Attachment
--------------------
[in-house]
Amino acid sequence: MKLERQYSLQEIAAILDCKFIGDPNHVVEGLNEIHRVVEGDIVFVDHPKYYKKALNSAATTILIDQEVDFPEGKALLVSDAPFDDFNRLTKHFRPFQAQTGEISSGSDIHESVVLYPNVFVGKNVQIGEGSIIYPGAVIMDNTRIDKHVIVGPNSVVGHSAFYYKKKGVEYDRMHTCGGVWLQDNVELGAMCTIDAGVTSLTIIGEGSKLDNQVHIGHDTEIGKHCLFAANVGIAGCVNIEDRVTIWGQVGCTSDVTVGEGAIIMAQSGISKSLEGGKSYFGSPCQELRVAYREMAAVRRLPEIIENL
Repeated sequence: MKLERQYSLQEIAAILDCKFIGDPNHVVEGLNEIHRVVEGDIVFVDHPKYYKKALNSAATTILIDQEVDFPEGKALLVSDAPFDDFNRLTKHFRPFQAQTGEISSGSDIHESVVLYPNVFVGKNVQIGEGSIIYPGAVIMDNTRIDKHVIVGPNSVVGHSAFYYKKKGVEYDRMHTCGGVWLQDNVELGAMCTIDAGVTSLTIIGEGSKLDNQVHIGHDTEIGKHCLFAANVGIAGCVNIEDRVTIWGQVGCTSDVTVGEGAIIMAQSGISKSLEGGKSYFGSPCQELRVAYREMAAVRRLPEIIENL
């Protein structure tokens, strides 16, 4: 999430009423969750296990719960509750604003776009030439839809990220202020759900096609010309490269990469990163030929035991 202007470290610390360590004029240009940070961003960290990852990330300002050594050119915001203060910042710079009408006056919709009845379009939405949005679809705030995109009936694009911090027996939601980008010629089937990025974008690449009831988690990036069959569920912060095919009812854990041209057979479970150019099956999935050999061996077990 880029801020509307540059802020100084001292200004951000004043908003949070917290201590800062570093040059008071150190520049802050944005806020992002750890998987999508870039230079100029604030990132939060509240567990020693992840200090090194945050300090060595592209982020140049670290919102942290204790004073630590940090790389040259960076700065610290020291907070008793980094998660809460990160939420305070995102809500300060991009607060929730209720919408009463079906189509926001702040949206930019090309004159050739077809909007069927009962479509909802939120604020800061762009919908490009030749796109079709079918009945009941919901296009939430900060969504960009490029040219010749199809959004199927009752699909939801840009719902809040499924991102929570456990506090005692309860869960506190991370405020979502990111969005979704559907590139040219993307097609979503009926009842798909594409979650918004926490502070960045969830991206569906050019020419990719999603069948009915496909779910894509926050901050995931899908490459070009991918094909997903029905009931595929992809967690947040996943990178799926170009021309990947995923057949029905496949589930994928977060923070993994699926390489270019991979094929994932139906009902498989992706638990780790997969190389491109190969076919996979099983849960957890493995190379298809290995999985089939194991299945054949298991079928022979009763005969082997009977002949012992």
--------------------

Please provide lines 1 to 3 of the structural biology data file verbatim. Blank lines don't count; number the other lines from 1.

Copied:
[in-house]
Amino acid sequence: MKLERQYSLQEIAAILDCKFIGDPNHVVEGLNEIHRVVEGDIVFVDHPKYYKKALNSAATTILIDQEVDFPEGKALLVSDAPFDDFNRLTKHFRPFQAQTGEISSGSDIHESVVLYPNVFVGKNVQIGEGSIIYPGAVIMDNTRIDKHVIVGPNSVVGHSAFYYKKKGVEYDRMHTCGGVWLQDNVELGAMCTIDAGVTSLTIIGEGSKLDNQVHIGHDTEIGKHCLFAANVGIAGCVNIEDRVTIWGQVGCTSDVTVGEGAIIMAQSGISKSLEGGKSYFGSPCQELRVAYREMAAVRRLPEIIENL
Repeated sequence: MKLERQYSLQEIAAILDCKFIGDPNHVVEGLNEIHRVVEGDIVFVDHPKYYKKALNSAATTILIDQEVDFPEGKALLVSDAPFDDFNRLTKHFRPFQAQTGEISSGSDIHESVVLYPNVFVGKNVQIGEGSIIYPGAVIMDNTRIDKHVIVGPNSVVGHSAFYYKKKGVEYDRMHTCGGVWLQDNVELGAMCTIDAGVTSLTIIGEGSKLDNQVHIGHDTEIGKHCLFAANVGIAGCVNIEDRVTIWGQVGCTSDVTVGEGAIIMAQSGISKSLEGGKSYFGSPCQELRVAYREMAAVRRLPEIIENL